Comment on “A snapshot of climate variability at Tahiti at 9.5 ka using a fossil coral from IODP Expedition 310” by Kristine L. DeLong, Terrence M. Quinn, Chuan-Chou Shen, and Ke Lin
The Integrated Ocean Drilling Program (IODP) Expedition 310 recovered drill cores from the drowned reefs around the island of Tahiti, many of which contained samples of massive corals from the genus Porites. In a recent publication, DeLong et al.  report on the monthly δ18O and Sr/Ca record of one fossil coral sample dated by uranium series techniques at 9523 ± 33 years. The interpretation of the fossil coral proxy data is based on published modern coral Sr/Ca records from Tahiti [Cahyarini et al., 2009], a δ18O record from nearby Moorea [Boiseau et al., 1998], as well as additional Sr/Ca records from Fiji and Rarotonga [Linsley et al., 2006].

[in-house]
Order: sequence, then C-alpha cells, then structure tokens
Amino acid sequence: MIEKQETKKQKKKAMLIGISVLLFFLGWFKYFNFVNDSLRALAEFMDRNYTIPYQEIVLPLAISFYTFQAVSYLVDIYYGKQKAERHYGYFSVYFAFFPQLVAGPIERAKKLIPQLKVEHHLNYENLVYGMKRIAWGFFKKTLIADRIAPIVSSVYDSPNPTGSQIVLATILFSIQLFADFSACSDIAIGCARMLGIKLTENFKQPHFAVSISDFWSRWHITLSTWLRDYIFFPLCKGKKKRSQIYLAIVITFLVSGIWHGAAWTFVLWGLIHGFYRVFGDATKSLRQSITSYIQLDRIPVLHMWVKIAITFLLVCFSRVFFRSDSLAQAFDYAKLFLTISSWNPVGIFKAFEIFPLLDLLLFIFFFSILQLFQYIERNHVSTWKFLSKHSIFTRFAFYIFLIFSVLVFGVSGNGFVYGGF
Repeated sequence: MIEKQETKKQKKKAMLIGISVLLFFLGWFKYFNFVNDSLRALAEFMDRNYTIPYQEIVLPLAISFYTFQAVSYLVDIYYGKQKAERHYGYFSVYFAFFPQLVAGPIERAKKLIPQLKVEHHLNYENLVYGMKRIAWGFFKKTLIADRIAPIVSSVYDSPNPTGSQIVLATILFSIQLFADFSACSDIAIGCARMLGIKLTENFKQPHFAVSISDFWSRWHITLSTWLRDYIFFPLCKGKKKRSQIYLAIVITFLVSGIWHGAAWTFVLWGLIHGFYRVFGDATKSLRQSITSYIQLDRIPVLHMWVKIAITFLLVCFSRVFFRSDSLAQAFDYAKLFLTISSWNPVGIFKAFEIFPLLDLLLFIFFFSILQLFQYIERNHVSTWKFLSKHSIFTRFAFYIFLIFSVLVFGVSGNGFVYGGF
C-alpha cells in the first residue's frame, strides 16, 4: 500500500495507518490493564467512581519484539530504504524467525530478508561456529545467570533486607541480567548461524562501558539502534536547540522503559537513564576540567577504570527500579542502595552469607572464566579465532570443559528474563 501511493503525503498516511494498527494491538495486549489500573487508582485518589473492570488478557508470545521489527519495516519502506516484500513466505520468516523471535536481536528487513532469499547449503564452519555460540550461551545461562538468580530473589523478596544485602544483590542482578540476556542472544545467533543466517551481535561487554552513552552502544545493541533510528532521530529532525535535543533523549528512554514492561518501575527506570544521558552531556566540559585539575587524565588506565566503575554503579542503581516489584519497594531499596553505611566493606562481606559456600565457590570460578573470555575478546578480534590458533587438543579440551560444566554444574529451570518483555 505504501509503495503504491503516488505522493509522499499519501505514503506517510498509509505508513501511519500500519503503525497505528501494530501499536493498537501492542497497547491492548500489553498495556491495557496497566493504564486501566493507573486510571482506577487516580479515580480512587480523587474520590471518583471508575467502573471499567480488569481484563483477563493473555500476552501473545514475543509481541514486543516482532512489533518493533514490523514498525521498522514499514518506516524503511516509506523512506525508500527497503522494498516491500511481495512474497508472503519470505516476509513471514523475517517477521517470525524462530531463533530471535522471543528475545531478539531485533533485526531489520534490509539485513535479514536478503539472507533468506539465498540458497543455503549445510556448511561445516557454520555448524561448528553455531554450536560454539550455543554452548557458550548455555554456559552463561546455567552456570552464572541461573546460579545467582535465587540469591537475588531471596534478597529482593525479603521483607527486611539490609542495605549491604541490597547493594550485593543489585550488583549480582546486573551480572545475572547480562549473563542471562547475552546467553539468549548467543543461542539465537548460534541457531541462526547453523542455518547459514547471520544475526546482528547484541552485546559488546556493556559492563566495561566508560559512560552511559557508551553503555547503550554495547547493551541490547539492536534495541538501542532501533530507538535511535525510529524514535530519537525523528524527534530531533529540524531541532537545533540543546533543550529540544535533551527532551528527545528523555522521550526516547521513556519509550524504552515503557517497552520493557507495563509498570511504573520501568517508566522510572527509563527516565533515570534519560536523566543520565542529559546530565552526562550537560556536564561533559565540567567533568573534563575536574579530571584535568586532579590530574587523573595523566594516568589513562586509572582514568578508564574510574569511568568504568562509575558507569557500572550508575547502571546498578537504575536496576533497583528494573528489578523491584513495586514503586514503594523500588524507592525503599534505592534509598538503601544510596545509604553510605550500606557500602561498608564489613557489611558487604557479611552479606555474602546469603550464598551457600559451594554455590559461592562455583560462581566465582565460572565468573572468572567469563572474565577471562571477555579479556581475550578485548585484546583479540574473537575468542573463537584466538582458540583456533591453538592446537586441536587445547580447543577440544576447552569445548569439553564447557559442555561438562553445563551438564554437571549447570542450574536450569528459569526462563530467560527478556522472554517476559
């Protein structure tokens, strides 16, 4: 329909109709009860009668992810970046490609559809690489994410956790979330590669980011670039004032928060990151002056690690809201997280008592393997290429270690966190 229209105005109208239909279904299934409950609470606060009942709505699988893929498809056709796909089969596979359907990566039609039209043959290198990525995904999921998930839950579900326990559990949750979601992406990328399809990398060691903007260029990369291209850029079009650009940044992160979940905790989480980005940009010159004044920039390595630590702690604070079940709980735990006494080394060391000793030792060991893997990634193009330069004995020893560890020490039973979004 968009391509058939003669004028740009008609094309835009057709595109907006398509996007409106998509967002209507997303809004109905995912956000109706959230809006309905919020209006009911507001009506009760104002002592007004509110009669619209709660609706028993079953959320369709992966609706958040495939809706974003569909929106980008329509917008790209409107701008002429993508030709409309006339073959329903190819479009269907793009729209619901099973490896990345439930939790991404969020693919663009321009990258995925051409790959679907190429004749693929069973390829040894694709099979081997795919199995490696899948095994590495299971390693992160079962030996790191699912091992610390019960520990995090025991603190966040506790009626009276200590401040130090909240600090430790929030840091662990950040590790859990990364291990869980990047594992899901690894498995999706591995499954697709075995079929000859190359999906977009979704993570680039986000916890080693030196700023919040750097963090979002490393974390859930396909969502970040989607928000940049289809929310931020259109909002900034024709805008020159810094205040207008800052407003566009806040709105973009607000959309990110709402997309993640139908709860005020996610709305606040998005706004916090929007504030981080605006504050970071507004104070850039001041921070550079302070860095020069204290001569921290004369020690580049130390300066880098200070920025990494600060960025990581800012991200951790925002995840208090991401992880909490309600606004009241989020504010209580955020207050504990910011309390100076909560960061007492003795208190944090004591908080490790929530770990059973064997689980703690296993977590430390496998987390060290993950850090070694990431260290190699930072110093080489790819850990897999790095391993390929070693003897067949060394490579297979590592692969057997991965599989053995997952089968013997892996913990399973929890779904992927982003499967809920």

The authors reevaluate the modern proxy data according to the needs of their study. However, we note significant weaknesses regarding the discussion of the modern data that make it difficult to accept the conclusions of DeLong et al. . Important information from previous publications has been omitted or is not reflected correctly. One relevant publication on the feasibility of δ18O seawater (δ18Osw) reconstructions using paired δ18O and Sr/Ca determinations from Tahiti corals is not even cited [Cahyarini et al., 2008]. Cahyarini et al.  provide a formula to estimate the error of δ18Osw reconstructions, and show that at least on a seasonal scale, modern δ18Osw variations at Tahiti are too small to measurably affect coral δ18O. The magnitude of expected δ18Osw variations is smaller than the analytical error of δ18O and Sr/Ca. Coral δ18O variations at Tahiti should not be interpreted in terms of changes in the hydrological balance, unless the authors can demonstrate that the observed variations are larger than the analytical error. DeLong et al.  ignore this study. Instead, the authors reevaluate the δ18O record from Moorea that has been originally interpreted as a temperature record [Boiseau et al., 1998], and speculate that a δ18O-SST relationship of −0.18(±0.04) per mil/°C could indicate contributions of δ18O seawater, as inorganic aragonite has a δ18O-SST relationship of −0.22 per mil/°C. However, the Moorea δ18O-SST slope estimate presented by DeLong et al.  is not significantly different from the δ18O-SST relationship of inorganic aragonite, so this argument is not convincing.